- Anti-radiation pills, or Potassium iodide (KI), tablets are known to provide some protection in cases of radiation exposure.
- They contain non-radioactive iodine and can help block absorption, and subsequent concentration, of radioactive iodine in the thyroid gland.
- After a radiation leak, radioactive iodine floats through the air and then contaminates food, water and soil.
- External Exposure
- While radioactive iodine is deposited during external exposure, it can be removed using warm water and soap.
- The bigger risk is inhaling it.
- Internal Exposure
- Internal exposure, or irradiation, occurs when radioactive iodine enters the body and accumulates in the thyroid gland.
- The thyroid gland uses iodine to produce hormones to regulate the body’s metabolism.
- The thyroid gland has no way of telling radioactive from non-radioactive iodine.
- Potassium iodide (KI) tablets rely on this to achieve ‘thyroid blocking’.
How do these pills work?
- KI pills are taken a few hours before or soon after radiation exposure to ensure that non-radioactive iodine in the medicine is absorbed quickly to make the thyroid “full”.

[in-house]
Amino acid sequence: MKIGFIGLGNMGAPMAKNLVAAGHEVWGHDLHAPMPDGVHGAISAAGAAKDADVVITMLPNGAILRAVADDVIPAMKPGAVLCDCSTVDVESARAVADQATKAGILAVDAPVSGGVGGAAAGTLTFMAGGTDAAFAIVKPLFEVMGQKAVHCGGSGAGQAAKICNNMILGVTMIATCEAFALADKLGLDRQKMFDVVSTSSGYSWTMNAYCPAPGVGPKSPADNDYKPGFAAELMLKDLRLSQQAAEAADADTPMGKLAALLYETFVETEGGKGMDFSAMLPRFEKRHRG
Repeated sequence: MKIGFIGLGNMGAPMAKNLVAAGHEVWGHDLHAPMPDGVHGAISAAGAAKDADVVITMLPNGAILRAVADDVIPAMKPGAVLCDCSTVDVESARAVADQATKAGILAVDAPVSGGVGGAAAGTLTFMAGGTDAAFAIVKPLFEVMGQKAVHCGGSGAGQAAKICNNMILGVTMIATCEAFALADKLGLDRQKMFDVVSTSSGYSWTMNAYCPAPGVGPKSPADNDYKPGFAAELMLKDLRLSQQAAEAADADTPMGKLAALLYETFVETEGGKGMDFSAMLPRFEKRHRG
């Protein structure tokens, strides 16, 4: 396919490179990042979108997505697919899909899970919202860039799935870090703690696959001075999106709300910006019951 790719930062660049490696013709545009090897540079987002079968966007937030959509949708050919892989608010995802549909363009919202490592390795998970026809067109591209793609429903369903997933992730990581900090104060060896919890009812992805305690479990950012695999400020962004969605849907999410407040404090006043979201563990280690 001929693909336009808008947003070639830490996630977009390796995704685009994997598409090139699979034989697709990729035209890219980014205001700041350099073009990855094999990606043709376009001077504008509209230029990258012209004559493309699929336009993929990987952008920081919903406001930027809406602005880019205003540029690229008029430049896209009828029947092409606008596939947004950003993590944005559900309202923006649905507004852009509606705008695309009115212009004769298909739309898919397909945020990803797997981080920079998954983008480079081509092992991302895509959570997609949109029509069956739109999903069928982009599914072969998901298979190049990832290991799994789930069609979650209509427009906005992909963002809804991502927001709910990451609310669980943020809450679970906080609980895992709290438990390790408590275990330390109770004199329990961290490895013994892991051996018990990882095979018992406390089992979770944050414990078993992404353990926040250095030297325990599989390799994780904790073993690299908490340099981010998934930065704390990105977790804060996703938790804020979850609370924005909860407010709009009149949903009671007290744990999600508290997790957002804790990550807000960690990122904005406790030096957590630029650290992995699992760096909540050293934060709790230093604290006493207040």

- Because KI contains so much non-radioactive iodine, the thyroid becomes full and cannot absorb any more iodine – either stable or radioactive – for the next 24 hours.
- But, KI pills are preventive only and cannot reverse any damage done by radiation to the thyroid gland.
- Once the thyroid gland absorbs radioactive iodine, those exposed are at a high risk of developing thyroid cancer.
Effectiveness of KI pills
- Anti-radiation pills do not provide 100% protection.
- The effectiveness of KI also depends on how much radioactive iodine gets into the body and how quickly it is absorbed into the body
- Also, the pills are not meant for everybody. They are recommended for people under 40 years of age.
- While it can protect the thyroid against radioactive iodine, it cannot protect other organs against radiation contamination.
- With fears of a nuclear disaster at Ukraine’s Zaporizhzhia power plant growing, the European Union has decided to pre-emptively supply 5.5 million anti-radiation pills distributed among residents in the vicinity.